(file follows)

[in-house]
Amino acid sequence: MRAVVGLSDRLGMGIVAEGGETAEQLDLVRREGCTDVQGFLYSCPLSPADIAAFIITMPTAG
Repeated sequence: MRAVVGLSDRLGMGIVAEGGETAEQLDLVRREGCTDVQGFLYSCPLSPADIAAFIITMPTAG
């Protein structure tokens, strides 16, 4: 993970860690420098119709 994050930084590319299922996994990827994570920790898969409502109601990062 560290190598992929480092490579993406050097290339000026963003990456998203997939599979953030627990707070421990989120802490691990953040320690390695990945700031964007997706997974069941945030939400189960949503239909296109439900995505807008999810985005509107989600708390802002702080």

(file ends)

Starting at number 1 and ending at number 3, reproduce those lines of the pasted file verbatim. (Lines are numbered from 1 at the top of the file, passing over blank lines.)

[in-house]
Amino acid sequence: MRAVVGLSDRLGMGIVAEGGETAEQLDLVRREGCTDVQGFLYSCPLSPADIAAFIITMPTAG
Repeated sequence: MRAVVGLSDRLGMGIVAEGGETAEQLDLVRREGCTDVQGFLYSCPLSPADIAAFIITMPTAG